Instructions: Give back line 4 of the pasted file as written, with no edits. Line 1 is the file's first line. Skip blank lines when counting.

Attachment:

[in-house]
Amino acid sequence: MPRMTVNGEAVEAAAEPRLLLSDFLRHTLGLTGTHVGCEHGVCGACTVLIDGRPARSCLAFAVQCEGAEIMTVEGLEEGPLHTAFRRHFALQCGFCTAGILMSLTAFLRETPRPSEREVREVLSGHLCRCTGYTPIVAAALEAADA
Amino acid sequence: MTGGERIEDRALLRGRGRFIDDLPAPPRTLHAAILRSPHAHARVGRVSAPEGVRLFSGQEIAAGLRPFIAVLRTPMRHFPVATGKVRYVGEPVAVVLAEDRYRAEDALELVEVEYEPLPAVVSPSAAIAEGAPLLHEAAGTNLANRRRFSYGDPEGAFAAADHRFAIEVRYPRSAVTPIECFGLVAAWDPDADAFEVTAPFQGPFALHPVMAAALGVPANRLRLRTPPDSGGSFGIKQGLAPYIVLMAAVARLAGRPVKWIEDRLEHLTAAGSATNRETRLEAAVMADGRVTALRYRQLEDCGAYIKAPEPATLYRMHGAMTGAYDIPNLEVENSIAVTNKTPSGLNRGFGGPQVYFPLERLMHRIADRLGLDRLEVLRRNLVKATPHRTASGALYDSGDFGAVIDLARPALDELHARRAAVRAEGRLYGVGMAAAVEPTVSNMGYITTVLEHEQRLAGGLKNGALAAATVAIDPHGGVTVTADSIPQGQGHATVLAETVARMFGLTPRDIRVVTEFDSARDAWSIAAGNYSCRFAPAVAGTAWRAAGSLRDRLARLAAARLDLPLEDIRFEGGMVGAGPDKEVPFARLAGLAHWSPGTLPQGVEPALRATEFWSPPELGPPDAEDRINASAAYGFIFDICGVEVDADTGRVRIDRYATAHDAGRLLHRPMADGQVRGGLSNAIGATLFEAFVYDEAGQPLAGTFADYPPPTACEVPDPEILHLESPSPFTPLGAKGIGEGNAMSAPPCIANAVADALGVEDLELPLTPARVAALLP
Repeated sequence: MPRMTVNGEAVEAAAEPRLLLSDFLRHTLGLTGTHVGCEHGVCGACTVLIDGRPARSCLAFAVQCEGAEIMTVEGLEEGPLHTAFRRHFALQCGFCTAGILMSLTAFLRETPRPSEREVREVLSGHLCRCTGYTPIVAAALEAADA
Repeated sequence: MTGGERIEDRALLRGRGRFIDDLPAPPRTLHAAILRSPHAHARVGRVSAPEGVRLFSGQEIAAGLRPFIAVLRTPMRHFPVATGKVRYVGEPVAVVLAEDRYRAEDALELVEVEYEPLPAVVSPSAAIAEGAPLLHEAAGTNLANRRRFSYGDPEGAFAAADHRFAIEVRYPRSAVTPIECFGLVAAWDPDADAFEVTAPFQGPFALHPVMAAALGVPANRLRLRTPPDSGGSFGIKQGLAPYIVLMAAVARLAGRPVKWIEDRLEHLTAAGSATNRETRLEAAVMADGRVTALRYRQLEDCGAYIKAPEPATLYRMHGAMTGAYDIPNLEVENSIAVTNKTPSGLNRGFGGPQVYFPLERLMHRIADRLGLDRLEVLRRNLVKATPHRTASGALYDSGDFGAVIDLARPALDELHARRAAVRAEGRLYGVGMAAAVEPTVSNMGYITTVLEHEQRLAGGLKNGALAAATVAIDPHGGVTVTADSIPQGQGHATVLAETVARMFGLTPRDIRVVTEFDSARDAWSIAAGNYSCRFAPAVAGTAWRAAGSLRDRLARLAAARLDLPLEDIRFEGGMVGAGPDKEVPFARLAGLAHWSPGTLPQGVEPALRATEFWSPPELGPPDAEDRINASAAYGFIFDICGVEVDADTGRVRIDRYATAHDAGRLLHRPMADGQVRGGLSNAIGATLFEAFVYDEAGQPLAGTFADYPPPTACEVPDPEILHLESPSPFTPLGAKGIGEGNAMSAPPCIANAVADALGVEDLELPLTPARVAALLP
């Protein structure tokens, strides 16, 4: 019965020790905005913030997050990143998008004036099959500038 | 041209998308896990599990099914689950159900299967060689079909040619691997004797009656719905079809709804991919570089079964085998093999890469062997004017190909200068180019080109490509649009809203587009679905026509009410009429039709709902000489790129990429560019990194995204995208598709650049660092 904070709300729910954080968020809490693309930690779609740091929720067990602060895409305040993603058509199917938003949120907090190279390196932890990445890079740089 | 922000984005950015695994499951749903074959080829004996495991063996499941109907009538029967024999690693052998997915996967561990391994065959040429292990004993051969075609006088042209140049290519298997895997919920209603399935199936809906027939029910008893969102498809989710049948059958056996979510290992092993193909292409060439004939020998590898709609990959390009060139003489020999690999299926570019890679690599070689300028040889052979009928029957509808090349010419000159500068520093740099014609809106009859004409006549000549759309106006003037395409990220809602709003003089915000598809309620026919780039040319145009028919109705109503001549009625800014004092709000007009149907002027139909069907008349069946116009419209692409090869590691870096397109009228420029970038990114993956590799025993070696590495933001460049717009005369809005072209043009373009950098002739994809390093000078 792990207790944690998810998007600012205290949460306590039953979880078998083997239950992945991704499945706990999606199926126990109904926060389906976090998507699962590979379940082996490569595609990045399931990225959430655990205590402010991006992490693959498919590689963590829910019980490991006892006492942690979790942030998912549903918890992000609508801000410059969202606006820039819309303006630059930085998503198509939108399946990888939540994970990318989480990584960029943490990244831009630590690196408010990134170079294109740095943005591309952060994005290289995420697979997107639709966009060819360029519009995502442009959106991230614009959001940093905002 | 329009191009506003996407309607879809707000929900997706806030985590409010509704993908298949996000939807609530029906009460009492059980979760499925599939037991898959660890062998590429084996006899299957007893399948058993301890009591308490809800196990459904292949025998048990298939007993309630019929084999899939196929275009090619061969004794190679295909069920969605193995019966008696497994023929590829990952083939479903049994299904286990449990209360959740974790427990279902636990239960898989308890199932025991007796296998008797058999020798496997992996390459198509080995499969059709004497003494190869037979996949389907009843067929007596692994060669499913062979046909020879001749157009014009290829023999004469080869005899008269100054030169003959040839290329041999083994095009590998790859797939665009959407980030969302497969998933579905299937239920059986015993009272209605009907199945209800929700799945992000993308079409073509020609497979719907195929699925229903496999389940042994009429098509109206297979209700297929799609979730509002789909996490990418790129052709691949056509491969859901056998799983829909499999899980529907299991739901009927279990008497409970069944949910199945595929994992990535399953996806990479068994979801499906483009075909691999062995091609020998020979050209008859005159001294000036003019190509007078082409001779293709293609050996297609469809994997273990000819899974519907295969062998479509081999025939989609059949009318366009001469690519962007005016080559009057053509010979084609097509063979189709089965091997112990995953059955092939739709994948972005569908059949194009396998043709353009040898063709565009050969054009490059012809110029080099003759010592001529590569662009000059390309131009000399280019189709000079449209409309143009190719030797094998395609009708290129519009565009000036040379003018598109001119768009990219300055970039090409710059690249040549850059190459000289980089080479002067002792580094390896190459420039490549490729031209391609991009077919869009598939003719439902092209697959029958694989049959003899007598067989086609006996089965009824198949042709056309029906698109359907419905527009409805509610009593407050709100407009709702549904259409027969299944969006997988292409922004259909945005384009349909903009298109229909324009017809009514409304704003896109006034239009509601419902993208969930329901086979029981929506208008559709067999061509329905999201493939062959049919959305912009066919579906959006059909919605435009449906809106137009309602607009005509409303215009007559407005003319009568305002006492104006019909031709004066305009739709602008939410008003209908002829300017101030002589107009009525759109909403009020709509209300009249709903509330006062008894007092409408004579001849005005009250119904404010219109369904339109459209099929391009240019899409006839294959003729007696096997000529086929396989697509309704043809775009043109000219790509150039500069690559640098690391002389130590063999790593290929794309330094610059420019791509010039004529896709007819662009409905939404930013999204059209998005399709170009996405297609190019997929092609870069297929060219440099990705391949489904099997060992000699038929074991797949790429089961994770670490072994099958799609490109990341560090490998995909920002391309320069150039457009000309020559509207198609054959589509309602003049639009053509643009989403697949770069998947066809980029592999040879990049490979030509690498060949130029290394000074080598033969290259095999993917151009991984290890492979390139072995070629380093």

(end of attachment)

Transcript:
Repeated sequence: MPRMTVNGEAVEAAAEPRLLLSDFLRHTLGLTGTHVGCEHGVCGACTVLIDGRPARSCLAFAVQCEGAEIMTVEGLEEGPLHTAFRRHFALQCGFCTAGILMSLTAFLRETPRPSEREVREVLSGHLCRCTGYTPIVAAALEAADA